A few years after I began working in the oil field, I tried to learn and understand who and why other people appeared to be making more money than me.
In my mid-twenties after I graduated with a bachelor of science in mechanical engineering, I began working for large civil construction and engineering companies, first as an estimator and AutoCAD designer, then as a superintendent, project manager, and engineer. I began getting better and better positions, with increasing pay, and increasing responsibility as I could demonstrate more ability, knowledge, and experience.
First in Idaho in 2007-2010, then in North Dakota from 2011-present, I learned full-well that people with no education, do not like or appreciate people with an education. People with no education are very uncomfortable, suspicious, mistrusting, and resentful of people with an education.
This resentment comes from such things as local high school students having jealousy of academically successful high school students who went off to college, hearing about how successful they were, while they went to work as construction labor after high school. Even though they went from construction labor, to equipment operator, to manager of a construction or oil field company, they always held resentment for people who went off to college.
I can tell you from first-hand experience, the tremendous hatred and resentment that uneducated people in Idaho and North Dakota have for people with a college degree. This saying that I came up with is completely true, “People in Idaho and North Dakota would rather hire someone who did four years in prison versus someone who did four years in college.”
This is extremely true in Dickinson, North Dakota. More often than not, local employers hired their class-mates from high school as managers and foremen, even though they had no higher education or management training, but instead had multiple drug convictions, DUI, and assault convictions. The people in Dickinson were more comfortable with people who were like themselves.
Therefore, before long, I determined that there was no rhyme or reason to why some people in Dickinson working in the oil field had higher paying jobs. If anything, the dirtier and scummier a person was, the more likely they were to have a higher paying job in the oil field. If there was any logic to this, the oil field does often rely on people to perform short-term and long-term hazardous work without individuals questioning or thinking about what they are doing.
But I continued to wonder, was there anyone who did better for themselves by actual thought and planning in the oil industry? When I worked in the oil field of west Texas for a short while, and when I returned to work in Dickinson in 2013, I realized more and more that even so-called engineers, technicians, and oil company men each only had just a small portion of knowledge. It was surprising to me that no one working in the oil field, even middle and higher management, had a complete understanding of oil field work and processes.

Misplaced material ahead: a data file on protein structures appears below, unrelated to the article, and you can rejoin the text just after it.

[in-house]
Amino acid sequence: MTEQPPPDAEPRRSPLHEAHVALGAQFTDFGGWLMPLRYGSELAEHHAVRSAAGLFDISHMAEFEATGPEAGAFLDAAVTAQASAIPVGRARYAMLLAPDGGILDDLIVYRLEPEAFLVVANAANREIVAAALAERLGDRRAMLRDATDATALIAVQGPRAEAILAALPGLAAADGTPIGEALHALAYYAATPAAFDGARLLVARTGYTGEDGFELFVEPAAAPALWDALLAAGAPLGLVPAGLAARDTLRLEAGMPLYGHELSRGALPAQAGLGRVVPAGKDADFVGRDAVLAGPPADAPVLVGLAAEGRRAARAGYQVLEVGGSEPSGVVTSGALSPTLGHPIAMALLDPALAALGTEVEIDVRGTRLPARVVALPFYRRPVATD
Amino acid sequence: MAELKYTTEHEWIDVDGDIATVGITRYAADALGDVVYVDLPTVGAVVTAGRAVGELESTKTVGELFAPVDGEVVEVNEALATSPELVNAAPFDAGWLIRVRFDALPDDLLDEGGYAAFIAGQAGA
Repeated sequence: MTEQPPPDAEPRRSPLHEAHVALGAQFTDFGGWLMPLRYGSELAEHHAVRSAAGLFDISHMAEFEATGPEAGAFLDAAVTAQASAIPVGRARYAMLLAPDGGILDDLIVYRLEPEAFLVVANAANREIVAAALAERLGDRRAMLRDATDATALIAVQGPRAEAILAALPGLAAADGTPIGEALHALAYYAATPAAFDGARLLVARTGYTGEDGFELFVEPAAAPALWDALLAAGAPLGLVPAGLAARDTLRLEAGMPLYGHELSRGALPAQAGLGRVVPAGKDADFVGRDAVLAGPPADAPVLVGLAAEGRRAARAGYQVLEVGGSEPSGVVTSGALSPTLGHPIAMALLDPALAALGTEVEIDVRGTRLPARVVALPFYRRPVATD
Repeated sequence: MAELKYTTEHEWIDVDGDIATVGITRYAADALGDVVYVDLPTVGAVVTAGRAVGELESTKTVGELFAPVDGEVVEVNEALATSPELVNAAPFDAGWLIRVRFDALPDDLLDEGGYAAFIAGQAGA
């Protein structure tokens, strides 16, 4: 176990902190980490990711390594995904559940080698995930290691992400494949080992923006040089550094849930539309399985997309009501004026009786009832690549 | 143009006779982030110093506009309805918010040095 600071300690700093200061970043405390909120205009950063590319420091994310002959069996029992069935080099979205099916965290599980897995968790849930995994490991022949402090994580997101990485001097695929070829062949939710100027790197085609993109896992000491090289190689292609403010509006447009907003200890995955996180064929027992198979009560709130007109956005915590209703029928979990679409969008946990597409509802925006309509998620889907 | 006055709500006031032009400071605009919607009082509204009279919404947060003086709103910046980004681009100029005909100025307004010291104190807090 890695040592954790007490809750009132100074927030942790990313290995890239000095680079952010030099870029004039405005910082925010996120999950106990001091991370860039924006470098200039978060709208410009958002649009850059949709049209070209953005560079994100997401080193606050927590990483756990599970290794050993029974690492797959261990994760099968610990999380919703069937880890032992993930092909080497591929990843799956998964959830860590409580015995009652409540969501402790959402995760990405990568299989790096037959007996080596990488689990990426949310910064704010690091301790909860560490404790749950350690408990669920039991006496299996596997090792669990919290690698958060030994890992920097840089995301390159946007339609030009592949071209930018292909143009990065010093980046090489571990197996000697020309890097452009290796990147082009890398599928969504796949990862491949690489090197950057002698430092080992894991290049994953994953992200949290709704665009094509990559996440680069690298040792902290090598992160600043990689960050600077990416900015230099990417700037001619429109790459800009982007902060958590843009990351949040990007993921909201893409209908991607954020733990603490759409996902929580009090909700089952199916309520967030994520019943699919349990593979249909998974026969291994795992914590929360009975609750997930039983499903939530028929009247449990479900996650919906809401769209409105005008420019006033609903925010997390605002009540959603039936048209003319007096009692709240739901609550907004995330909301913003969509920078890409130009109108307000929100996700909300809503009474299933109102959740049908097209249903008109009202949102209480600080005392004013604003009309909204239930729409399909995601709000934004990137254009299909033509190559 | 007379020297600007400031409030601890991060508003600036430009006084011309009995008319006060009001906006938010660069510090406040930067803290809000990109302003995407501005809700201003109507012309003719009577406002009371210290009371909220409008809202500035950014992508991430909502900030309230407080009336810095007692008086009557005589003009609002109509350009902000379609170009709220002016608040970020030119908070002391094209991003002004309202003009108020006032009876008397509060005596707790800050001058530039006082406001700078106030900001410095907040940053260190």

Shortly after I began writing these blog post articles in 2015, a frustrated woman in Dickinson began leaving comments. For reasons that will become clear, I don’t want to use her real name, or even the nickname that I gave her back then, so I will refer to her now as “Nicole” because that’s easy to remember.
Over time, as Nicole left comments to my blog posts, I learned that “Nicole” and her husband “Tom” had moved to Dickinson several months prior. For many years due to her husband Tom working in the oil industry, they had lived in many different oil field towns, but Dickinson was the worst. The people in Dickinson were so unfriendly, uncooperative, and hostile, she could not believe it.
Nicole was communicating with me, because she saw that I had written some of the same observations that she had made herself, I had a similar point of view to hers, and she had no one else to talk to. She had tried to make friends with local wives in Dickinson, but they would not speak to her, they didn’t want to have anything to do with her, probably because she was not like them.
When Nicole elaborated on some of her observations and experiences in Dickinson, she explained a little about herself, both deliberately and unintentionally sometimes. She came from a middle-class or upper-middle-class normal family on the East coast. She received at least a bachelor’s degree, probably a master’s degree, she said once that she had worked as an editor.
Like me, she came from such a relatively normal middle-class or upper-middle-class Protestant family, that she cared about what happened around her, and cared about what happened to other people. Like me, she couldn’t understand why the local people in Dickinson were so hostile and hateful in general, and in particular the incredible greed of quadrupling the cost of housing to where many workers were forced to sleep in their cars at Walmart, the truck stop, Patterson Lake, wherever they could.